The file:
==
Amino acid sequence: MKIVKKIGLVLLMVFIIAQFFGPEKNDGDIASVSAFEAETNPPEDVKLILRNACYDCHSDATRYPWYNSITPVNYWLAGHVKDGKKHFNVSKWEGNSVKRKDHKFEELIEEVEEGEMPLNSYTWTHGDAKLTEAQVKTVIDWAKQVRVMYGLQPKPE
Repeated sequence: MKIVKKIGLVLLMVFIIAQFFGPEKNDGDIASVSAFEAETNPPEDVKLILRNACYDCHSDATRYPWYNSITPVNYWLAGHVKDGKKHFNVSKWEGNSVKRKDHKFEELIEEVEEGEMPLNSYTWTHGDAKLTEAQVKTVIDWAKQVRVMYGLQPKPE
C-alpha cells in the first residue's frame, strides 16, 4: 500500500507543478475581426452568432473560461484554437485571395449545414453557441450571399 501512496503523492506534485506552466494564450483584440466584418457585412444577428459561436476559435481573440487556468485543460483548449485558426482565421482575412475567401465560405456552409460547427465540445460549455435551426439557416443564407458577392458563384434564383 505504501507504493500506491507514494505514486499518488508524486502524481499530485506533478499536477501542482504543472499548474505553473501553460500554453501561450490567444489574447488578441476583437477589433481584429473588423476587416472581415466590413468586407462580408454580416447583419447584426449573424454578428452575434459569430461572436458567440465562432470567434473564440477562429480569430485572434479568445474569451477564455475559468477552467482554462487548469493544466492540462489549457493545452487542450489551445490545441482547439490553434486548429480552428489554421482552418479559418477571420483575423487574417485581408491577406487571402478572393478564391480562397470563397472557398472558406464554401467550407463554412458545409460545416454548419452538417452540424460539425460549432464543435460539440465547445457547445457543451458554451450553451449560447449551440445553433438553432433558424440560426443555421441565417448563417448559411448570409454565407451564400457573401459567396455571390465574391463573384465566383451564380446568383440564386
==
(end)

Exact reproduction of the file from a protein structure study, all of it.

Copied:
Amino acid sequence: MKIVKKIGLVLLMVFIIAQFFGPEKNDGDIASVSAFEAETNPPEDVKLILRNACYDCHSDATRYPWYNSITPVNYWLAGHVKDGKKHFNVSKWEGNSVKRKDHKFEELIEEVEEGEMPLNSYTWTHGDAKLTEAQVKTVIDWAKQVRVMYGLQPKPE
Repeated sequence: MKIVKKIGLVLLMVFIIAQFFGPEKNDGDIASVSAFEAETNPPEDVKLILRNACYDCHSDATRYPWYNSITPVNYWLAGHVKDGKKHFNVSKWEGNSVKRKDHKFEELIEEVEEGEMPLNSYTWTHGDAKLTEAQVKTVIDWAKQVRVMYGLQPKPE
C-alpha cells in the first residue's frame, strides 16, 4: 500500500507543478475581426452568432473560461484554437485571395449545414453557441450571399 501512496503523492506534485506552466494564450483584440466584418457585412444577428459561436476559435481573440487556468485543460483548449485558426482565421482575412475567401465560405456552409460547427465540445460549455435551426439557416443564407458577392458563384434564383 505504501507504493500506491507514494505514486499518488508524486502524481499530485506533478499536477501542482504543472499548474505553473501553460500554453501561450490567444489574447488578441476583437477589433481584429473588423476587416472581415466590413468586407462580408454580416447583419447584426449573424454578428452575434459569430461572436458567440465562432470567434473564440477562429480569430485572434479568445474569451477564455475559468477552467482554462487548469493544466492540462489549457493545452487542450489551445490545441482547439490553434486548429480552428489554421482552418479559418477571420483575423487574417485581408491577406487571402478572393478564391480562397470563397472557398472558406464554401467550407463554412458545409460545416454548419452538417452540424460539425460549432464543435460539440465547445457547445457543451458554451450553451449560447449551440445553433438553432433558424440560426443555421441565417448563417448559411448570409454565407451564400457573401459567396455571390465574391463573384465566383451564380446568383440564386